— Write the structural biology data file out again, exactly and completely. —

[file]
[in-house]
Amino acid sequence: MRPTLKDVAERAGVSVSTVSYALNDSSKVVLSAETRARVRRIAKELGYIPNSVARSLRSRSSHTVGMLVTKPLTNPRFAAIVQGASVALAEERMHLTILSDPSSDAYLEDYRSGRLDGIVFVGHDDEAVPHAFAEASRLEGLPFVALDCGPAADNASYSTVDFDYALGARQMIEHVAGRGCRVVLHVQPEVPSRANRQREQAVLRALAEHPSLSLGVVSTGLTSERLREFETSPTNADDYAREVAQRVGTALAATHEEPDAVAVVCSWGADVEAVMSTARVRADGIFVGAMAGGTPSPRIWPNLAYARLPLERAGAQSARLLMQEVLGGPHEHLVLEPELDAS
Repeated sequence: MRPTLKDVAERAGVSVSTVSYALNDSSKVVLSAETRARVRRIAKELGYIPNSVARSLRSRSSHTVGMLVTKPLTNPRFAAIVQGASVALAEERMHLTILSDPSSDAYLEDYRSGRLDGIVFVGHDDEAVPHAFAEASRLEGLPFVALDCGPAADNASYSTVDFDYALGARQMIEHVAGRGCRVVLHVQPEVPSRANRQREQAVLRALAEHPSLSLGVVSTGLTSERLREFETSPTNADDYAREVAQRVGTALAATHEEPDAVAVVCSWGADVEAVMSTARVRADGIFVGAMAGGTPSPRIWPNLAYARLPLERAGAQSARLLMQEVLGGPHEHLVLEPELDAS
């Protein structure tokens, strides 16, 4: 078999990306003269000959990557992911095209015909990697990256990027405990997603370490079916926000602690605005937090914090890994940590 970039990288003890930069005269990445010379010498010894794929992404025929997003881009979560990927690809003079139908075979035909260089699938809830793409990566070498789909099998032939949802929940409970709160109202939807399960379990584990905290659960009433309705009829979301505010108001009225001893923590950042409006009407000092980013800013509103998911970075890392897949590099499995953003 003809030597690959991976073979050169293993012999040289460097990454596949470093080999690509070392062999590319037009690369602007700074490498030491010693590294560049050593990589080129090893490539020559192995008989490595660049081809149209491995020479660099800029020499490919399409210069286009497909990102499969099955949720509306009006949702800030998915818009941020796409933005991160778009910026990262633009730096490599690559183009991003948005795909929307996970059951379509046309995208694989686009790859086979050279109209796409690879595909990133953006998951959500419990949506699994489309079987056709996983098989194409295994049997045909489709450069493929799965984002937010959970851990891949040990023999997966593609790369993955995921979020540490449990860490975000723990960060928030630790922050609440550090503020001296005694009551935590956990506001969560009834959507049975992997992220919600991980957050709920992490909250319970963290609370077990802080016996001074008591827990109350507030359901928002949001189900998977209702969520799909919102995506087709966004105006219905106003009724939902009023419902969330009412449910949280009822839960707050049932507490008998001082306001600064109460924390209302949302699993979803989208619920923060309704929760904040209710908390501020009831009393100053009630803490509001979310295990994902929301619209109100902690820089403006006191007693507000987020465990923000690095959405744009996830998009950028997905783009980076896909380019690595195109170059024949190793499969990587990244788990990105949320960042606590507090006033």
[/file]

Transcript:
[in-house]
Amino acid sequence: MRPTLKDVAERAGVSVSTVSYALNDSSKVVLSAETRARVRRIAKELGYIPNSVARSLRSRSSHTVGMLVTKPLTNPRFAAIVQGASVALAEERMHLTILSDPSSDAYLEDYRSGRLDGIVFVGHDDEAVPHAFAEASRLEGLPFVALDCGPAADNASYSTVDFDYALGARQMIEHVAGRGCRVVLHVQPEVPSRANRQREQAVLRALAEHPSLSLGVVSTGLTSERLREFETSPTNADDYAREVAQRVGTALAATHEEPDAVAVVCSWGADVEAVMSTARVRADGIFVGAMAGGTPSPRIWPNLAYARLPLERAGAQSARLLMQEVLGGPHEHLVLEPELDAS
Repeated sequence: MRPTLKDVAERAGVSVSTVSYALNDSSKVVLSAETRARVRRIAKELGYIPNSVARSLRSRSSHTVGMLVTKPLTNPRFAAIVQGASVALAEERMHLTILSDPSSDAYLEDYRSGRLDGIVFVGHDDEAVPHAFAEASRLEGLPFVALDCGPAADNASYSTVDFDYALGARQMIEHVAGRGCRVVLHVQPEVPSRANRQREQAVLRALAEHPSLSLGVVSTGLTSERLREFETSPTNADDYAREVAQRVGTALAATHEEPDAVAVVCSWGADVEAVMSTARVRADGIFVGAMAGGTPSPRIWPNLAYARLPLERAGAQSARLLMQEVLGGPHEHLVLEPELDAS
């Protein structure tokens, strides 16, 4: 078999990306003269000959990557992911095209015909990697990256990027405990997603370490079916926000602690605005937090914090890994940590 970039990288003890930069005269990445010379010498010894794929992404025929997003881009979560990927690809003079139908075979035909260089699938809830793409990566070498789909099998032939949802929940409970709160109202939807399960379990584990905290659960009433309705009829979301505010108001009225001893923590950042409006009407000092980013800013509103998911970075890392897949590099499995953003 003809030597690959991976073979050169293993012999040289460097990454596949470093080999690509070392062999590319037009690369602007700074490498030491010693590294560049050593990589080129090893490539020559192995008989490595660049081809149209491995020479660099800029020499490919399409210069286009497909990102499969099955949720509306009006949702800030998915818009941020796409933005991160778009910026990262633009730096490599690559183009991003948005795909929307996970059951379509046309995208694989686009790859086979050279109209796409690879595909990133953006998951959500419990949506699994489309079987056709996983098989194409295994049997045909489709450069493929799965984002937010959970851990891949040990023999997966593609790369993955995921979020540490449990860490975000723990960060928030630790922050609440550090503020001296005694009551935590956990506001969560009834959507049975992997992220919600991980957050709920992490909250319970963290609370077990802080016996001074008591827990109350507030359901928002949001189900998977209702969520799909919102995506087709966004105006219905106003009724939902009023419902969330009412449910949280009822839960707050049932507490008998001082306001600064109460924390209302949302699993979803989208619920923060309704929760904040209710908390501020009831009393100053009630803490509001979310295990994902929301619209109100902690820089403006006191007693507000987020465990923000690095959405744009996830998009950028997905783009980076896909380019690595195109170059024949190793499969990587990244788990990105949320960042606590507090006033």